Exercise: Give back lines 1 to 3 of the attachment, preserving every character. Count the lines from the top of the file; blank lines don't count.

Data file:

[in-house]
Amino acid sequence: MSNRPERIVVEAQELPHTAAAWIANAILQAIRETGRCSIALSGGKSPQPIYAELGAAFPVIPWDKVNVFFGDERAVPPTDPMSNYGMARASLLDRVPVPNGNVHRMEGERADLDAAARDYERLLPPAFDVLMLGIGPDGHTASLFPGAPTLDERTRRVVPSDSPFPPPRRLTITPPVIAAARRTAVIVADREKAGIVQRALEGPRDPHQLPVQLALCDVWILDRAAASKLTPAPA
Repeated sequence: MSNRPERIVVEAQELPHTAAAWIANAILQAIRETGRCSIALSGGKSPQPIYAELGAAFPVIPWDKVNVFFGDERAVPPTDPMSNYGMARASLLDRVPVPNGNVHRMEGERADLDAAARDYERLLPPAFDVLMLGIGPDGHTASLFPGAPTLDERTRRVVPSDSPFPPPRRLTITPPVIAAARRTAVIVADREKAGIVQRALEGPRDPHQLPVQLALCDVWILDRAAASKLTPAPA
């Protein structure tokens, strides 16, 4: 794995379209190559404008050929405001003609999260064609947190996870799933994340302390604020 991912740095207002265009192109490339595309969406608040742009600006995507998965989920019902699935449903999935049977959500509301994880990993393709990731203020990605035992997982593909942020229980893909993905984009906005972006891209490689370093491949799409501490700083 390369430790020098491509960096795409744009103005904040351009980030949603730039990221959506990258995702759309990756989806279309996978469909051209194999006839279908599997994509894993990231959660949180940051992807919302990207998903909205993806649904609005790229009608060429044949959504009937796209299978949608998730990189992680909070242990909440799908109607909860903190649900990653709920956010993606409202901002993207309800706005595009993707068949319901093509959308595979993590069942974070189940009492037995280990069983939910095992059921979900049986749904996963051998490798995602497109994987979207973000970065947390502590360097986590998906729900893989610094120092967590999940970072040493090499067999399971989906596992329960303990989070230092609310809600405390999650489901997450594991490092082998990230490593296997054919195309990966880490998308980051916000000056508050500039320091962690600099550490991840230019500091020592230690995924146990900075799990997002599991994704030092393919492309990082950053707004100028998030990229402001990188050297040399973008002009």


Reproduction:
[in-house]
Amino acid sequence: MSNRPERIVVEAQELPHTAAAWIANAILQAIRETGRCSIALSGGKSPQPIYAELGAAFPVIPWDKVNVFFGDERAVPPTDPMSNYGMARASLLDRVPVPNGNVHRMEGERADLDAAARDYERLLPPAFDVLMLGIGPDGHTASLFPGAPTLDERTRRVVPSDSPFPPPRRLTITPPVIAAARRTAVIVADREKAGIVQRALEGPRDPHQLPVQLALCDVWILDRAAASKLTPAPA
Repeated sequence: MSNRPERIVVEAQELPHTAAAWIANAILQAIRETGRCSIALSGGKSPQPIYAELGAAFPVIPWDKVNVFFGDERAVPPTDPMSNYGMARASLLDRVPVPNGNVHRMEGERADLDAAARDYERLLPPAFDVLMLGIGPDGHTASLFPGAPTLDERTRRVVPSDSPFPPPRRLTITPPVIAAARRTAVIVADREKAGIVQRALEGPRDPHQLPVQLALCDVWILDRAAASKLTPAPA